Stir curiosity with your title. Never give everything away.
Make sure that you’re familiar with the keywords your readers will use when searching for answers on your topic. Intrigue them; make them want to click through to the full post.
If you’re serious about blogging, check out a few books on copywriting techniques. Begin learning headline-writing strategies. It’s a science and an art.
When you’ve chosen your strongest title, go to Coschedule Headline Analyzer and evaluate your blog post title for strength.
Make sure the title entices your readers, but be careful not to mislead them. Deliver on your promise, and they’ll be primed to share your post with their own social media circles.
Stage Seven: Formatting & Publishing Your Blog Post
Now that your title’s in place and your blog post’s ready for consumption, take a few minutes to create logical, intriguing subheadings. Incorporate keyword phrases when possible (and applicable).
Don’t force anything.
Break your text into short paragraphs for easy digestion. Remember, readers will scan your post before committing to a full read. After organizing your text and your headings, find an image to publish beneath the title.
Keep the reader engaged. Break up your text with additional images.
When you find yourself shaking your head in the affirmative, saying, “yes, this is it,” your post is ready. If you can stand it, wait until the following morning to click publish. Give it a final read before launching.
Stage Eight: Recycling Your Blog Post
Now that your post is live, your work is just beginning.
To create multiple links to your post, consider turning your blog post into a podcast, a slideshow, and a video. Upload these new forms to a few media sharing sites like Podbean, Youtube, and Slideshare.
While you’re at it, grab some quotes from the post and place the text over images. Recycling helps you maximize your time, exposing your work to new audiences.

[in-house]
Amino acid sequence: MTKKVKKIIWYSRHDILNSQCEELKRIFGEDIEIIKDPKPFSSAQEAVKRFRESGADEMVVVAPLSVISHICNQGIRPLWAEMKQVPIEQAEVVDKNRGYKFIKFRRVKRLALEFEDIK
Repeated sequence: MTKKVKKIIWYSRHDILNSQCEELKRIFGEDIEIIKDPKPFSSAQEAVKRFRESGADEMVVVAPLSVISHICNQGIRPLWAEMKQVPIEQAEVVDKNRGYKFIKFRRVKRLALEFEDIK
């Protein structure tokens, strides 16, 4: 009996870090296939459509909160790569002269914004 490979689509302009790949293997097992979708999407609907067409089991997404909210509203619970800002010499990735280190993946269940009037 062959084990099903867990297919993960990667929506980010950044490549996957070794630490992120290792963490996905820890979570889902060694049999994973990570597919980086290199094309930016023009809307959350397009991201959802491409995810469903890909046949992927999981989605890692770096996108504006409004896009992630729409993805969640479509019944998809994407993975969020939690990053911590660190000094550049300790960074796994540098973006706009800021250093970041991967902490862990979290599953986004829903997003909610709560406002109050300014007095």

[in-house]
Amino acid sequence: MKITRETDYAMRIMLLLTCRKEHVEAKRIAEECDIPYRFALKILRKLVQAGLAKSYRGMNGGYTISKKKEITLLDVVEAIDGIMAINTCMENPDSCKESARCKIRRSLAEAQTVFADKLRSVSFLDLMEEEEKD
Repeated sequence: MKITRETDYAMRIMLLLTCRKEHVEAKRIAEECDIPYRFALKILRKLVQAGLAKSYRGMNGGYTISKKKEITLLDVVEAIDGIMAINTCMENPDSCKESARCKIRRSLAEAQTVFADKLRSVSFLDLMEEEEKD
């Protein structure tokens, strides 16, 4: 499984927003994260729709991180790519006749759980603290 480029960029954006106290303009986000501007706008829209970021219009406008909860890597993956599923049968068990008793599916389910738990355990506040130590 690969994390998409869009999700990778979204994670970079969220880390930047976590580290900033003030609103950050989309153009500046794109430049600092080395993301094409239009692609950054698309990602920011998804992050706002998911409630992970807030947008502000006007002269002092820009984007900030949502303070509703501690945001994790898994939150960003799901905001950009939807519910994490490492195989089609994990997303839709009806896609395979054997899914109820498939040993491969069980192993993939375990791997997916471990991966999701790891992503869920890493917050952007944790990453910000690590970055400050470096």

After posting the new content forms to various media sharing platforms, make sure you link back to your original post. You’re now ready for the next phase: marketing.
Stage Nine: Marketing Your Blog Post
Here’s where most bloggers fail.
Instead of actively marketing each new post, they begin writing new ones, hoping something will miraculously go viral on its own.
Tweeting about your new post on the publishing date doesn’t count. You need a plan. Consider growing a minimum of three social media accounts.
You can make great strides over the course of several months. In a year you could have an impressive, engaged following.
Think long-term, and take action in the short-term.
Sprinkle your own blog posts and recycled content among your daily tweets and social updates. Don’t forget to market older posts.
Join communities on Reddit and Facebook. Share your posts, but make sure you participate in the communities.
Comment on high traffic blogs. Network on social media, and find like-minded users to retweet your content. Brush up on your SEO skills.
Stage Ten: Syndicating Your Blog Post
After Google has indexed your post, you can extend its lifespan and reach by republishing it on other websites and blogs. Make sure to create a resource box linking back to the original post.
Conduct a Google search for sites that accept previously-published content. Match the site with your content’s genre. Here are some generic examples:
- The Good Men Project
- The SITS Girls
Here’s an excellent resource on syndicating your blog posts.
Now that you understand the life cycle of a successful blog post, look for ways to expand or improve upon each stage.
- Maximize the ideation stage by finding three or four related themes to write and publish as a series.
- Outline a few posts in a sitting. You’ll be using the same areas of your brain, and you can get more done by grouping similar activities together. It won’t feel like multi-tasking, so you can maintain focus.
- Recycle a few posts at a time into new forms.
- Add a new syndication site to your list each week.
For more information about creating viral-ready content, download our free guide:
****The Viral Content Blueprint
What’s your favorite viral-ready content tip? Leave a comment below.